Manda: [00:33:14.11] And because Plantain is one of those amazing things that you can make tea, you can make poultices – I was drawing a splinter out of my dog’s foot with it – but people won’t know unless you tell them.
Abel Pearson: [00:33:25.12] Yeah, exactly. And we’ve already had feedback from last year that it’s totally revolutionized people’s dog walks. And that says something about what a little bit of knowledge about what’s around you – about new dimensions of of the natural world that can open up for you. And it speaks to what we’re trying to do. It’s trying to use food as a as a powerful vehicle for doing this.
Manda: [00:33:50.92] It seems to be about reconnecting people to the land. And it sounds as if you’re achieving that. So, can you tell us a little bit about that? Because when we spoke earlier, you spoke very movingly about your spiritual connection to the land and how you’re bringing that into what you do. Can you tell us a little bit more about that?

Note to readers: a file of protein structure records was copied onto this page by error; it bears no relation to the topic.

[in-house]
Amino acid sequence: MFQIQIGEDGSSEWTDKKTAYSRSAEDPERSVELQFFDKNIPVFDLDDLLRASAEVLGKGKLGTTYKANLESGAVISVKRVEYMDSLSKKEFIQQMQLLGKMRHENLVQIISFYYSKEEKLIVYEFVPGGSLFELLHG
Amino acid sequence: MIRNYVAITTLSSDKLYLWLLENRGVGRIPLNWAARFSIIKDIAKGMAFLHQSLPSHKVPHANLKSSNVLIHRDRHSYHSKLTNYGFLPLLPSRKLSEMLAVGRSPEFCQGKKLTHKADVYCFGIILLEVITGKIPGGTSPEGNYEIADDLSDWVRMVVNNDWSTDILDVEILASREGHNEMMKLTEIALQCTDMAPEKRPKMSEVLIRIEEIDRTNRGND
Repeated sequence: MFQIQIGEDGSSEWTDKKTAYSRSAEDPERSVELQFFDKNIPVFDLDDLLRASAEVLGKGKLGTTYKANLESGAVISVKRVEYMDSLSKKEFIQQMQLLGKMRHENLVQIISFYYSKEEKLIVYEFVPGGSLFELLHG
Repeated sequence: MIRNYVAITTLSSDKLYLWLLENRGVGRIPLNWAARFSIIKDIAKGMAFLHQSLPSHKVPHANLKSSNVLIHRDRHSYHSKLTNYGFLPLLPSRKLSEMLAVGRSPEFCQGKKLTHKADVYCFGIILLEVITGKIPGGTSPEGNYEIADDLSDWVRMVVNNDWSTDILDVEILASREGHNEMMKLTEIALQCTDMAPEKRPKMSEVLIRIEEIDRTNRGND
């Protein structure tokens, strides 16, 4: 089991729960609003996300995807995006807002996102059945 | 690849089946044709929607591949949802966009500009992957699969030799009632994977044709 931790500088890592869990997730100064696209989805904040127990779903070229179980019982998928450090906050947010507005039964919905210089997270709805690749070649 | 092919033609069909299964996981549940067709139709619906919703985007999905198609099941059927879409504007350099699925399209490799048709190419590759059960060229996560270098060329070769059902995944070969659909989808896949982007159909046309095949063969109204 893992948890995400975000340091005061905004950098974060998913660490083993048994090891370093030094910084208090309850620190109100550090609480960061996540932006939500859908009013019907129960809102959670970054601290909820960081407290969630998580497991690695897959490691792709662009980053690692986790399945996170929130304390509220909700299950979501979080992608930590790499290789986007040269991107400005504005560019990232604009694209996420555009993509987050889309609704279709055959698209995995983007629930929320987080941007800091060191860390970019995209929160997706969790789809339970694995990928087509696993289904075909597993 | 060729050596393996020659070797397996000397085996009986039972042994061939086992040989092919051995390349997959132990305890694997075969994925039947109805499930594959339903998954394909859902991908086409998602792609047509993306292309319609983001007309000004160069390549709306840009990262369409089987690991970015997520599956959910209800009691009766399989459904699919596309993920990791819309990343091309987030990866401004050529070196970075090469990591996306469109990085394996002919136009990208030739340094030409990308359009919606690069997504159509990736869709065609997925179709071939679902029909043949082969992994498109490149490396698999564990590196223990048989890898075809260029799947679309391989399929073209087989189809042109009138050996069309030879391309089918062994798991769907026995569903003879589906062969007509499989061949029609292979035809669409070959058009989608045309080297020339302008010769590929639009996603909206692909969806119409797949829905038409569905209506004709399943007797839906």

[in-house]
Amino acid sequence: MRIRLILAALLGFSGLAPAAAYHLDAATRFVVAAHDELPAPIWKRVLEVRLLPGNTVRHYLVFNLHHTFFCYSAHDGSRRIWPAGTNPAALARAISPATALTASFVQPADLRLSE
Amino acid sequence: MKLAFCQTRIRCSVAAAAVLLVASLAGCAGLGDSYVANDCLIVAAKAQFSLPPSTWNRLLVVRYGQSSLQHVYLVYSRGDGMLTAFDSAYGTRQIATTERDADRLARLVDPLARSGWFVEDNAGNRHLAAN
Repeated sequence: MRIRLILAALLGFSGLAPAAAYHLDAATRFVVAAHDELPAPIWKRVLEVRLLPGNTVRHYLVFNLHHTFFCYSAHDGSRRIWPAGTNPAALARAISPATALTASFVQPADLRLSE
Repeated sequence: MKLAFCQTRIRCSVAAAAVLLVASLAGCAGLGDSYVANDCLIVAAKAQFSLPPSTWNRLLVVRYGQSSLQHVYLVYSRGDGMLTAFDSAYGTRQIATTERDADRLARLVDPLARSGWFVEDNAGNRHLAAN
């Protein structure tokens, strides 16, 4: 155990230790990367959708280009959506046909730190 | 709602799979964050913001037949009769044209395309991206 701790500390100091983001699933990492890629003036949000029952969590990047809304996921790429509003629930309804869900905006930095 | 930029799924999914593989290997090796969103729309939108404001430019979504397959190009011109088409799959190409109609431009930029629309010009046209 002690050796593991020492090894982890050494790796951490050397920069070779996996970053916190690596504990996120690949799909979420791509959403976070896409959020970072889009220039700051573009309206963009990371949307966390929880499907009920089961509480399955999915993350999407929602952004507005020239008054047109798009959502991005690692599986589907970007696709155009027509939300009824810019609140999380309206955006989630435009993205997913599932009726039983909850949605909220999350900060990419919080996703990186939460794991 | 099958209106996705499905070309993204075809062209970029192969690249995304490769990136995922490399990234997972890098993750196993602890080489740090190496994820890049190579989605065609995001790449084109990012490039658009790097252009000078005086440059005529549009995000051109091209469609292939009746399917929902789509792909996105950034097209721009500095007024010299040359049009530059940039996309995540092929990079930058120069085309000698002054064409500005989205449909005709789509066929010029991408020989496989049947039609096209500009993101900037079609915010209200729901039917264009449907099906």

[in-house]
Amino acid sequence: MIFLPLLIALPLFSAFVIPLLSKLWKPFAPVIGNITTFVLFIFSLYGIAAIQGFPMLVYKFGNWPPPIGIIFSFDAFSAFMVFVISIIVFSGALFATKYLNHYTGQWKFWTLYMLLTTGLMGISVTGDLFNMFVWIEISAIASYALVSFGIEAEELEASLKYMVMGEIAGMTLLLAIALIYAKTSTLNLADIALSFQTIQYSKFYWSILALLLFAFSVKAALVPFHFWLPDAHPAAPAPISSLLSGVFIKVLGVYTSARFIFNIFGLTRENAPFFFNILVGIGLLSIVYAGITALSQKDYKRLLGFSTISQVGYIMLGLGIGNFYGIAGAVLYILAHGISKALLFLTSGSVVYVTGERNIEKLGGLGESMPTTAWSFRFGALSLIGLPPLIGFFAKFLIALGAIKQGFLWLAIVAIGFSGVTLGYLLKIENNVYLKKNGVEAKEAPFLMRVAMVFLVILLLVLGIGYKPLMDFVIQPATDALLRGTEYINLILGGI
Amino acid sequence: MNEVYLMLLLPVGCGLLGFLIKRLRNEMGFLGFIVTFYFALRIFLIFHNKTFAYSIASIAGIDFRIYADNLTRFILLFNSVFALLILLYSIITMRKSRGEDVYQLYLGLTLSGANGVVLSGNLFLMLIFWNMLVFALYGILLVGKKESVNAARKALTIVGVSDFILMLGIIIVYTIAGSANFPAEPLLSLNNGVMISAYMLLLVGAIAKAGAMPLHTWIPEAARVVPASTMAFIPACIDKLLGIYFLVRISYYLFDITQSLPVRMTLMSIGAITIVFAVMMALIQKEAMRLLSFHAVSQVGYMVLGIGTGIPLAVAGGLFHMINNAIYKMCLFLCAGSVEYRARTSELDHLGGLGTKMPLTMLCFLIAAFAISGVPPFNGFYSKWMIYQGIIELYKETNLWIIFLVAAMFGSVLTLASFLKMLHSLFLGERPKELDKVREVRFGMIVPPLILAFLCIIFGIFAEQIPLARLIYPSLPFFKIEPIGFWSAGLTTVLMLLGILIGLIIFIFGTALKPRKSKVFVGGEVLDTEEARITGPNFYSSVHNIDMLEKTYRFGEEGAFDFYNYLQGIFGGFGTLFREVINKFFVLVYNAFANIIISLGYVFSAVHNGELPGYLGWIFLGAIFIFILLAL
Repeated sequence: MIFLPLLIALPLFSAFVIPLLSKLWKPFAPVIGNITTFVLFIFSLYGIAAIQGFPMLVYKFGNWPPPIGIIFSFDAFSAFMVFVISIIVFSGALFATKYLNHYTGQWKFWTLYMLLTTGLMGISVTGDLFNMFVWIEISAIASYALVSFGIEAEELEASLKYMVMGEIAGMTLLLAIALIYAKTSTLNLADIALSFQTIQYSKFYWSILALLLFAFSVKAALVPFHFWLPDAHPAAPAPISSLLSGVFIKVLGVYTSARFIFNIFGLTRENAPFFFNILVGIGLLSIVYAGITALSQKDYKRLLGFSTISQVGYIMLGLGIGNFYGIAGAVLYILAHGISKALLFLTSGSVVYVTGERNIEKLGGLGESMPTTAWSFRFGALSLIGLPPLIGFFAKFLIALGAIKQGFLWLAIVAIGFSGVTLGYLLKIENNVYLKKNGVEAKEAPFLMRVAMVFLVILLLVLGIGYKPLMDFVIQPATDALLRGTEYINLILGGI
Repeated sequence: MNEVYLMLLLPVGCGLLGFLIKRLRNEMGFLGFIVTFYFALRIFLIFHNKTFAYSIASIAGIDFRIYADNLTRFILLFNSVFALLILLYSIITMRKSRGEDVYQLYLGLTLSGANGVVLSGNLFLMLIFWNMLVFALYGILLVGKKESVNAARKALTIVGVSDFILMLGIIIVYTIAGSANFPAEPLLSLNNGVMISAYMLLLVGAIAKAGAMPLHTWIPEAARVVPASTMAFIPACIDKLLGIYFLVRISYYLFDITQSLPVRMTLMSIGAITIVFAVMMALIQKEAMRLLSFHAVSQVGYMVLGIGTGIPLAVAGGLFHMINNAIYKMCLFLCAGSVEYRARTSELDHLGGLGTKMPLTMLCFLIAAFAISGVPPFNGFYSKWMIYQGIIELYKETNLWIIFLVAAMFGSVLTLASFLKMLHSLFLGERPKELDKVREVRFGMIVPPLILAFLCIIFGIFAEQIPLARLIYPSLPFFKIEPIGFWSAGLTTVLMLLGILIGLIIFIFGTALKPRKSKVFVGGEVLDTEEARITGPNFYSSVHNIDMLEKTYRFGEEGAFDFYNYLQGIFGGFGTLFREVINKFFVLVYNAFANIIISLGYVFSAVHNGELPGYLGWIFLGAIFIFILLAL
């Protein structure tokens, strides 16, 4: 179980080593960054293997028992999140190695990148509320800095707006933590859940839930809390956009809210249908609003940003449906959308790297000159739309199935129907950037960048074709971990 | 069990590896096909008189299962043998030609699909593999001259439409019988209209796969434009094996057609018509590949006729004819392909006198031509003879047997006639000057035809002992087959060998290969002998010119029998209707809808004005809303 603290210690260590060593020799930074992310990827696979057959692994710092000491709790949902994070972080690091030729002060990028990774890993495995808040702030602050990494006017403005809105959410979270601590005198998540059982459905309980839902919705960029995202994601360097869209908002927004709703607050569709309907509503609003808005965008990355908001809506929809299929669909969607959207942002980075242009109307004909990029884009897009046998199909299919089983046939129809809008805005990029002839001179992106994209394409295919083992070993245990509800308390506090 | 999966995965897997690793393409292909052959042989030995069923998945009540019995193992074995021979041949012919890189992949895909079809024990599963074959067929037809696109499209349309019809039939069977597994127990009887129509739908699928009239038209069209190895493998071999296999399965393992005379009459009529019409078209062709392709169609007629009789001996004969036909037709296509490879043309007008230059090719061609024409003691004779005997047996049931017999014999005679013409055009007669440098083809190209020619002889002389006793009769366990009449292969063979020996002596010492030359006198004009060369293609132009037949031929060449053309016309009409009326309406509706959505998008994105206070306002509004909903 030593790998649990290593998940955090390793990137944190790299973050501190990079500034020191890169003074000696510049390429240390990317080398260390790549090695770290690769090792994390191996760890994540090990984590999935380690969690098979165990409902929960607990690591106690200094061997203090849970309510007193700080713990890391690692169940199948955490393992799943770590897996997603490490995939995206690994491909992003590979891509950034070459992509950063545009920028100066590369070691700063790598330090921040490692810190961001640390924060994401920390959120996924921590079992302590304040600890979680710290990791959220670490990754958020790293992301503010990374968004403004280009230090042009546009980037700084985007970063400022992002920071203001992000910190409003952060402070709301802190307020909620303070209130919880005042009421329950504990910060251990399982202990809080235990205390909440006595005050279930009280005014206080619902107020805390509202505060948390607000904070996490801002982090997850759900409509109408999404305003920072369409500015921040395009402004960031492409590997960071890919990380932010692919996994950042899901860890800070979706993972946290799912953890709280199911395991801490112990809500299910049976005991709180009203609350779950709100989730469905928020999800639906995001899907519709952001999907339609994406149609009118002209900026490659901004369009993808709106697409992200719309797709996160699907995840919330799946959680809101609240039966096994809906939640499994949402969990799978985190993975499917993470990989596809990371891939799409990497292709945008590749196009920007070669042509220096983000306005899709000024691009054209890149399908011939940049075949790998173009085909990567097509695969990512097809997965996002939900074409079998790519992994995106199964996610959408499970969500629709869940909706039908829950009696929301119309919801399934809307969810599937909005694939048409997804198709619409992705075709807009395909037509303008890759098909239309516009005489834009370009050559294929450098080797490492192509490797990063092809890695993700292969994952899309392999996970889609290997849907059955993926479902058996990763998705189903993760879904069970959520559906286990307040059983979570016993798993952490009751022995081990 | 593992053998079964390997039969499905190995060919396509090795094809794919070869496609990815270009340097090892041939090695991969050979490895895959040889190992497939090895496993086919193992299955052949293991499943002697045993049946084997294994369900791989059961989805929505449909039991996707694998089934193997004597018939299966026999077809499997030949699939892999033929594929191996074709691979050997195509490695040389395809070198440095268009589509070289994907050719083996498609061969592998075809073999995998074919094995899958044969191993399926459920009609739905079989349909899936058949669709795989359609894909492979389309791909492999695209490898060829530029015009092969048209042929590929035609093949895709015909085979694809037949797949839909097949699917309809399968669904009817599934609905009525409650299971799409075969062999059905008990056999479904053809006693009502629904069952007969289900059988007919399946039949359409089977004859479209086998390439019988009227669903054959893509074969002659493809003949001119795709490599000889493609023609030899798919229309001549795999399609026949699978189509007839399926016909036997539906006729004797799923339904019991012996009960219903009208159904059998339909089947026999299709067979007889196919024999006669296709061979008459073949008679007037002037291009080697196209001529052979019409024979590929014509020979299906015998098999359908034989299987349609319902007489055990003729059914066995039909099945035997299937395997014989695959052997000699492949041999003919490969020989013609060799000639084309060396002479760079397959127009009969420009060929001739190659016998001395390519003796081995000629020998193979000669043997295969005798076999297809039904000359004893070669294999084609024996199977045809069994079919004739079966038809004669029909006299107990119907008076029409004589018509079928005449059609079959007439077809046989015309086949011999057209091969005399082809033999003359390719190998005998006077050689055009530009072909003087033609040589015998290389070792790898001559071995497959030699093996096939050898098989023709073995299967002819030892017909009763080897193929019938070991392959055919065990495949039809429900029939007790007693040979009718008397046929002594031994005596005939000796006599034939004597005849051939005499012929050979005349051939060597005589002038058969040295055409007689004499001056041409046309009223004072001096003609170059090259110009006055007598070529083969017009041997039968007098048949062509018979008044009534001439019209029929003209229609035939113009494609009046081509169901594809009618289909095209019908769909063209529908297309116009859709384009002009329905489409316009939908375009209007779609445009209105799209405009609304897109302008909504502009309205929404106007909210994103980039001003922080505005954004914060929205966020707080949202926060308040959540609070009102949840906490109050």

Abel Pearson: [00:34:12.38] Yes. It’s particularly relevant to the lockdown because. I’ve noticed since the lockdown – perhaps because we’ve had more time or maybe it’s something to do with the fact that our son was born on March 1st, just before the lockdown andthat’s created a bit of a shift in me and the urgency to go out there and find, or deepen, that relationship with the natural world, but more so with with the land I’m growing on. And the ceremonies and the practices and the rituals that feel authentic to me and have meaning for me and have meaning to this land and this place.
Manda: [00:35:05.08] And are you creating those in conjunction with the land – you and it together? Or are you following a particular system?